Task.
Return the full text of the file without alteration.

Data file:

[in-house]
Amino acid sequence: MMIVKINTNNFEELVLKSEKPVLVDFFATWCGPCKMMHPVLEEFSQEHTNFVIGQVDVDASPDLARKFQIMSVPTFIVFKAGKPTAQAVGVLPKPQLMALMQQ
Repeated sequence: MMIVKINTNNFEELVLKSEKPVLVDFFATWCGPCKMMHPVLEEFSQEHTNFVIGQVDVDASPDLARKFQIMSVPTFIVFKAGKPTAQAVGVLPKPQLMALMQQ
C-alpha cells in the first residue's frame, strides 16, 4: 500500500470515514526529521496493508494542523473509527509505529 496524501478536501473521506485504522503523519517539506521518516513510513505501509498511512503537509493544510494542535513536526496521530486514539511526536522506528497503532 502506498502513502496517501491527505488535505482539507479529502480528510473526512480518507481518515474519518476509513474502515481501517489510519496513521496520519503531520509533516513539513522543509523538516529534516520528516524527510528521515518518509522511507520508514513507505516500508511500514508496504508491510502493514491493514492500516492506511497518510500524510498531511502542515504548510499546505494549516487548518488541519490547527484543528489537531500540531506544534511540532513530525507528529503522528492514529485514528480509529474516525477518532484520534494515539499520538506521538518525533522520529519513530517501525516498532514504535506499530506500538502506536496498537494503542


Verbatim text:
[in-house]
Amino acid sequence: MMIVKINTNNFEELVLKSEKPVLVDFFATWCGPCKMMHPVLEEFSQEHTNFVIGQVDVDASPDLARKFQIMSVPTFIVFKAGKPTAQAVGVLPKPQLMALMQQ
Repeated sequence: MMIVKINTNNFEELVLKSEKPVLVDFFATWCGPCKMMHPVLEEFSQEHTNFVIGQVDVDASPDLARKFQIMSVPTFIVFKAGKPTAQAVGVLPKPQLMALMQQ
C-alpha cells in the first residue's frame, strides 16, 4: 500500500470515514526529521496493508494542523473509527509505529 496524501478536501473521506485504522503523519517539506521518516513510513505501509498511512503537509493544510494542535513536526496521530486514539511526536522506528497503532 502506498502513502496517501491527505488535505482539507479529502480528510473526512480518507481518515474519518476509513474502515481501517489510519496513521496520519503531520509533516513539513522543509523538516529534516520528516524527510528521515518518509522511507520508514513507505516500508511500514508496504508491510502493514491493514492500516492506511497518510500524510498531511502542515504548510499546505494549516487548518488541519490547527484543528489537531500540531506544534511540532513530525507528529503522528492514529485514528480509529474516525477518532484520534494515539499520538506521538518525533522520529519513530517501525516498532514504535506499530506500538502506536496498537494503542